The surge of light, tight oil unleashed by the U.S. energy revolution has caused a profound shift in the world oil market. The demand for oil is no longer the dominant factor, but the new supply made possible by the increase in U.S. production to nine million barrels daily.
Faced with an unprecedented challenge to its market domination, OPEC decided to maintain current levels of production, which led to U.S. oil prices trading in the high $60 per barrel for the first time since the summer of 2009.
OPEC’s motivations for standing pat have been ascribed to their desires to smother the U.S. fracking boom, avoid losing market share, or allow time for the oil market “to stabilize itself eventually”, according to the Saudi Oil Minister. In the view of many industry analysts, OPEC will be surprised by the resilience of new U.S. oil production, and fail to achieve the first two of its goals.
Oil prices at five-year lows have made the economic climate for U.S. oil production more challenging than it has been in years. But royalty owners should remain optimistic about monetizing their mineral leases. A new IHS analysis of well data finds that 80% of new tight-oil production in 2015 would be economic between $50 and $69 per barrel. Data from individual companies reveals that some projects are profitable down to about $40 a barrel.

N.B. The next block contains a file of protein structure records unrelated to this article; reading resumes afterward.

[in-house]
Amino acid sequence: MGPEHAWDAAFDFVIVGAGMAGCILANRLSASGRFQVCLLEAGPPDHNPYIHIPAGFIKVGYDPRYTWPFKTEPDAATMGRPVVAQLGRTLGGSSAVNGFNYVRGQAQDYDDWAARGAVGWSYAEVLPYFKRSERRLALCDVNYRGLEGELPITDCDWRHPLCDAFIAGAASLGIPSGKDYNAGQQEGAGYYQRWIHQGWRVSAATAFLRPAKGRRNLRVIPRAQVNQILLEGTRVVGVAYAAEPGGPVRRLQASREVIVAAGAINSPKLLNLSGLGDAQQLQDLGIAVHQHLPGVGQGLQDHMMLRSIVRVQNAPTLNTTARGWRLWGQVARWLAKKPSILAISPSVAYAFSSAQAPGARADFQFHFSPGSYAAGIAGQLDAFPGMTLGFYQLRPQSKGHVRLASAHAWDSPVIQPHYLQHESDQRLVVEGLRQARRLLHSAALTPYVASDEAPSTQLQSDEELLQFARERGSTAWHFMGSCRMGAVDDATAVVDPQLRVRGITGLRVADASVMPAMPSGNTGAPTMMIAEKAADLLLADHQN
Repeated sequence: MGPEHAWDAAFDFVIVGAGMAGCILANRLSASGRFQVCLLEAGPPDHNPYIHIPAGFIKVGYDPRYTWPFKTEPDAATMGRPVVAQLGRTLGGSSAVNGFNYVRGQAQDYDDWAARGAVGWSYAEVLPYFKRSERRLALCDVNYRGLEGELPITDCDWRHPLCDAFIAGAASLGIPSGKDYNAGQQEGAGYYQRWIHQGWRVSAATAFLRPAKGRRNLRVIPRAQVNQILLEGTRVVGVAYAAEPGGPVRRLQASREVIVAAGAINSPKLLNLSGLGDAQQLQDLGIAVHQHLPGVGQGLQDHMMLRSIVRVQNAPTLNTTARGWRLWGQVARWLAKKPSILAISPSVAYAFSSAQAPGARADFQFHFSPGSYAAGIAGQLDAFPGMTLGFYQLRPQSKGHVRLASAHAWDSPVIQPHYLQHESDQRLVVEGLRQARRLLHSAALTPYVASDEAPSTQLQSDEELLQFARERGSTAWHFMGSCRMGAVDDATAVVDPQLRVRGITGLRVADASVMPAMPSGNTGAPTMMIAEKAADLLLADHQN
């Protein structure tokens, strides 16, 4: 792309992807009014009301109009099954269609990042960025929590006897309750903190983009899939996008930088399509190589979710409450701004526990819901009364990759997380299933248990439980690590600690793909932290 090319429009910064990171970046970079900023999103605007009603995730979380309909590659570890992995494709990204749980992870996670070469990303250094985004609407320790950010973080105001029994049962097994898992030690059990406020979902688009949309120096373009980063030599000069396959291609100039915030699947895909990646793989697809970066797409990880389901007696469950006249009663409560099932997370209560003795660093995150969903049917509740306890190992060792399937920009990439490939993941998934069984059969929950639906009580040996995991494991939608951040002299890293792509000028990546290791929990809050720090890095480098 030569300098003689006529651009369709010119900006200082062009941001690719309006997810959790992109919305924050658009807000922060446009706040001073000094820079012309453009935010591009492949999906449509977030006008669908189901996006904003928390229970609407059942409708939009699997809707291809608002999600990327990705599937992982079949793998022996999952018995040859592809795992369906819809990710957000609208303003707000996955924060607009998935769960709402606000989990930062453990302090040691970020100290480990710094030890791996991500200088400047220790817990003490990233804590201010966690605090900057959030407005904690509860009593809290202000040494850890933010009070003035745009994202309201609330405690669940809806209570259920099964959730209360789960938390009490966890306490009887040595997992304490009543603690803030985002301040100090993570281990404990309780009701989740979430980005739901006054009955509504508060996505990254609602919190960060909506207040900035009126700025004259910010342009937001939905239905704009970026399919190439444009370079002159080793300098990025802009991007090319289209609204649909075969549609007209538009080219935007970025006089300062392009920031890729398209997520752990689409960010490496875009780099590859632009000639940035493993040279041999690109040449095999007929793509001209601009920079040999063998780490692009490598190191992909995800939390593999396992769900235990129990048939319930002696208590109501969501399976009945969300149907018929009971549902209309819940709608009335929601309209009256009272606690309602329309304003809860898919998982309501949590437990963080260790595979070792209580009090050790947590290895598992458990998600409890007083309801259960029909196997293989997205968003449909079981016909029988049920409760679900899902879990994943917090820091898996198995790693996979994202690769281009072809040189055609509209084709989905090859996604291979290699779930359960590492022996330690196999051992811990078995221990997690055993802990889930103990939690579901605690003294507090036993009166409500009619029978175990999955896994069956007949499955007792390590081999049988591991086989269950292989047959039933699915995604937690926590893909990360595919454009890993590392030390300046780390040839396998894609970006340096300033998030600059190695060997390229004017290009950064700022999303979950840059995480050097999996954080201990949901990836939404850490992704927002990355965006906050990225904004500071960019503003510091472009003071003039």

Technological advances that lower the cost of drilling each well have been driving this change. Statoil reports that their costs have fallen 50% in two years, and could keep falling another 15% by 2016. In addition, producers are generating more oil per well. The result is fewer wells, at lower cost, with higher overall production.
OPEC’s gamble on allowing oil prices to plunge may hurt their own members, and non-member Russia, more than the U.S. Venezuela depends on oil revenues for up to 65% of government spending and its economy is already in chaos. Iran depends on oil for 50% of its budget and sanctions have cut its oil exports almost in half. With oil providing over 40% of the Russian budget and the value of the ruble falling rapidly, Russia is headed for recession.
U.S. mineral owners can take comfort in the fact that experts believe the biggest impact of lower oil prices on future output will be a slowdown and reduction in major new investments around the world. The losers will be countries in Africa, Asia and Latin America trying to woo investment for new oil and gas projects. This lack of new projects will benefit U.S. royalty owners in the long term because it will cause oil prices to rise once again.